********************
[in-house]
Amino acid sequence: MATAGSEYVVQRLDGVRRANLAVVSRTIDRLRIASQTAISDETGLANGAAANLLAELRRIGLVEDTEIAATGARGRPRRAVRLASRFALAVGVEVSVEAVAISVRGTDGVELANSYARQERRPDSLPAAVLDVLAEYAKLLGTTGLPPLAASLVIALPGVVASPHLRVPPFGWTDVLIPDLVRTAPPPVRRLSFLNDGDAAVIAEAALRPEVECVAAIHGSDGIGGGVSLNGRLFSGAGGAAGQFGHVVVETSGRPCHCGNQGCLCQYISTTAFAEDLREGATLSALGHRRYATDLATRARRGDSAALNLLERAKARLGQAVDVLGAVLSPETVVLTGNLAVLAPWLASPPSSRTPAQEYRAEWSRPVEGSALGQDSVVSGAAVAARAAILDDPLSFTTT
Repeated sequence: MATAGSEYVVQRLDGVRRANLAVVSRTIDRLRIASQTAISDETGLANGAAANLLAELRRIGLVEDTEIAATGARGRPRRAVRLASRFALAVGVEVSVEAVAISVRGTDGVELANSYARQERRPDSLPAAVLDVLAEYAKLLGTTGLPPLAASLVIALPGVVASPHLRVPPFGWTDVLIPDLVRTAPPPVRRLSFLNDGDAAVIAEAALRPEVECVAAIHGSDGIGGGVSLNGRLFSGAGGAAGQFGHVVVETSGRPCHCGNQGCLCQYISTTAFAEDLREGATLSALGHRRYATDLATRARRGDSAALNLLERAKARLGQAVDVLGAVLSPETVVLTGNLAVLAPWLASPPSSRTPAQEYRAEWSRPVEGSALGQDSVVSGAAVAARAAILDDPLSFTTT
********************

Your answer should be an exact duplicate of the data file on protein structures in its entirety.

[in-house]
Amino acid sequence: MATAGSEYVVQRLDGVRRANLAVVSRTIDRLRIASQTAISDETGLANGAAANLLAELRRIGLVEDTEIAATGARGRPRRAVRLASRFALAVGVEVSVEAVAISVRGTDGVELANSYARQERRPDSLPAAVLDVLAEYAKLLGTTGLPPLAASLVIALPGVVASPHLRVPPFGWTDVLIPDLVRTAPPPVRRLSFLNDGDAAVIAEAALRPEVECVAAIHGSDGIGGGVSLNGRLFSGAGGAAGQFGHVVVETSGRPCHCGNQGCLCQYISTTAFAEDLREGATLSALGHRRYATDLATRARRGDSAALNLLERAKARLGQAVDVLGAVLSPETVVLTGNLAVLAPWLASPPSSRTPAQEYRAEWSRPVEGSALGQDSVVSGAAVAARAAILDDPLSFTTT
Repeated sequence: MATAGSEYVVQRLDGVRRANLAVVSRTIDRLRIASQTAISDETGLANGAAANLLAELRRIGLVEDTEIAATGARGRPRRAVRLASRFALAVGVEVSVEAVAISVRGTDGVELANSYARQERRPDSLPAAVLDVLAEYAKLLGTTGLPPLAASLVIALPGVVASPHLRVPPFGWTDVLIPDLVRTAPPPVRRLSFLNDGDAAVIAEAALRPEVECVAAIHGSDGIGGGVSLNGRLFSGAGGAAGQFGHVVVETSGRPCHCGNQGCLCQYISTTAFAEDLREGATLSALGHRRYATDLATRARRGDSAALNLLERAKARLGQAVDVLGAVLSPETVVLTGNLAVLAPWLASPPSSRTPAQEYRAEWSRPVEGSALGQDSVVSGAAVAARAAILDDPLSFTTT